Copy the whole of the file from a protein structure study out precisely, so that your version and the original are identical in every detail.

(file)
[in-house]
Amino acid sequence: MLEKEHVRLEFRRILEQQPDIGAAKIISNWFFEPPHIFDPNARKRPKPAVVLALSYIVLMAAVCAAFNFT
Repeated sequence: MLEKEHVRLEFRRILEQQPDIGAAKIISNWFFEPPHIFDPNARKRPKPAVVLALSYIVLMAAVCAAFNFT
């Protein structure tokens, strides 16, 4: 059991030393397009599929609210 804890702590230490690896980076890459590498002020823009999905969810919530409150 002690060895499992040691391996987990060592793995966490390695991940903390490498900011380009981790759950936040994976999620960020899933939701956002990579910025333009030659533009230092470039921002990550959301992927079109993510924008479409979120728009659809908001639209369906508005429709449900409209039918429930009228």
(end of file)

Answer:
[in-house]
Amino acid sequence: MLEKEHVRLEFRRILEQQPDIGAAKIISNWFFEPPHIFDPNARKRPKPAVVLALSYIVLMAAVCAAFNFT
Repeated sequence: MLEKEHVRLEFRRILEQQPDIGAAKIISNWFFEPPHIFDPNARKRPKPAVVLALSYIVLMAAVCAAFNFT
């Protein structure tokens, strides 16, 4: 059991030393397009599929609210 804890702590230490690896980076890459590498002020823009999905969810919530409150 002690060895499992040691391996987990060592793995966490390695991940903390490498900011380009981790759950936040994976999620960020899933939701956002990579910025333009030659533009230092470039921002990550959301992927079109993510924008479409979120728009659809908001639209369906508005429709449900409209039918429930009228």